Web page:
• Use of target product profiles (TPP) as the tool for defining and tracking potency assurance at all stages of development.
  • Establishing a risk assessment system to identify and review any factors that may negatively impact defined / assumed potency attributes. This again starts with, but is not limited to, the process of manufacture, and extends to exposure of products to different conditions during shipment, storage, and manipulation for infusion. Expected output of this exercise is establishing in the best way possible what the probabilities of occurrence of these risks are and what the severity of impact may be.
  • Following risk assessment, a risk mitigation mechanism should be instituted to minimize the risk.

FDA fully expects any PAS program to grow over time, requiring refinement during development, resulting in an increasingly fine-tuned product potency description, ideally involving quantitative bioassays and manufacturing and clinical data.

How will FDA Further Support Product Potency Assurance?

FDA Provides
  • Broad guidance on PAS with the objective of ensuring that every product lot has potency necessary to achieve the intended therapeutic effect
  • Guidance on data collection throughout development life cycle
  • Facilitate effective communications, with instructions on how and when to contact FDA for PAS discussion provided in the guidance
  • Review of PAS proposals submitted by CGT developers
CGT Developers are Expected to
  • Be the subject matter experts for their product, owning all aspects of PAS for each CGT product under development
  • Review FDA guidelines and implement the various layers of PAS activity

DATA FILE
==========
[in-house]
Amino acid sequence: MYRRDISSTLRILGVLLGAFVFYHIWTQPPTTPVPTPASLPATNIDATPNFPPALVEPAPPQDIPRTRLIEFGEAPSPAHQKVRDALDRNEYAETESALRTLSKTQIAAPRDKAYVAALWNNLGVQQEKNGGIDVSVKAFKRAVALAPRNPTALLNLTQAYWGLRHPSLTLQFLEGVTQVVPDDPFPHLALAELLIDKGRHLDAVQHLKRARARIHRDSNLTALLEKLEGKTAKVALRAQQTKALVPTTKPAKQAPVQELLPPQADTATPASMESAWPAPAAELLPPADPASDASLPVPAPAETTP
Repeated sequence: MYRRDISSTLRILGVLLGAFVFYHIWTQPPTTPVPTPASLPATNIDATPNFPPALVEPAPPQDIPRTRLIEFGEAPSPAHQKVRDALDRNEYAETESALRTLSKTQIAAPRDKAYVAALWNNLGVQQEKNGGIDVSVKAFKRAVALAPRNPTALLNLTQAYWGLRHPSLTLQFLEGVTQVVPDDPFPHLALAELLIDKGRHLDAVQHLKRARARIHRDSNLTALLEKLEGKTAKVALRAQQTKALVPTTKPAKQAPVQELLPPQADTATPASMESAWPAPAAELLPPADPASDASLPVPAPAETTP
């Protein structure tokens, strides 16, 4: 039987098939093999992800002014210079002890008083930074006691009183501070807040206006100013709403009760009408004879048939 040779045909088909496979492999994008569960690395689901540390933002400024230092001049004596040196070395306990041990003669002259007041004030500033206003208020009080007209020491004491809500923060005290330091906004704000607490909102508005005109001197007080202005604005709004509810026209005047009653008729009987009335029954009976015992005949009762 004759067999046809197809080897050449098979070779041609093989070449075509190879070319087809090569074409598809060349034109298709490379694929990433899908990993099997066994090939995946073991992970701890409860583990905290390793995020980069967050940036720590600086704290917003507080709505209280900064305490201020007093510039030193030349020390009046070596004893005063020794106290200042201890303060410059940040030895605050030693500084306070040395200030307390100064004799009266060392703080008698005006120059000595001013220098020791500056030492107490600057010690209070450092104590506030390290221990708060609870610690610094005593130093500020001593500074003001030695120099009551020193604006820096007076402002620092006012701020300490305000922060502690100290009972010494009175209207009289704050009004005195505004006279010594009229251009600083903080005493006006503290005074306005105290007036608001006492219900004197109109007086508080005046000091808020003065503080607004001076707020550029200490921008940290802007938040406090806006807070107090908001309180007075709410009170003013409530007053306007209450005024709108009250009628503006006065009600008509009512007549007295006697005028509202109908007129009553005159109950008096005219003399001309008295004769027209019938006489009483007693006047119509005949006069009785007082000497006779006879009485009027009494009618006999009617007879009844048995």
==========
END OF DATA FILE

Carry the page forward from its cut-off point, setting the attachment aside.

• When ready, contact FDA for discussion of comprehensive PAS programs with description of all required tiers of potency assurance
  • Use PAS at all stages of development and refine the product potency as development continues

This new 2023 draft guideline for potency assurance provides a very useful and timely framework. Where the earlier guidance published in 2011 mainly focussed on potency tests, the 2023 document describes a broader approach, that can be flexible as needed, but remains stringent on core measures, such as definition of acceptable ranges for potency measures and weighing the relevance of data output from different measures. Who’d have “thunk” using FDA and flexibility in the same sentence a few decades ago? Here FDA appears true to its ambition of seeking to be conceptual and enabling of innovation in the world of the complex and ever evolving therapeutic modalities that CGT products comprise.


  1. Bravery CA, Carmen J, Fong T, Oprea W, Hoogendoorn KH, Woda J, Burger SR, Rowley JA, Bonyhadi ML, Van't Hof W. Potency assay development for cellular therapy products: an ISCT review of the requirements and experiences in the industry. Cytotherapy. 2013 Jan;15(1):9-19. doi: 10.1016/j.jcyt.2012.10.008. PMID: 23260082.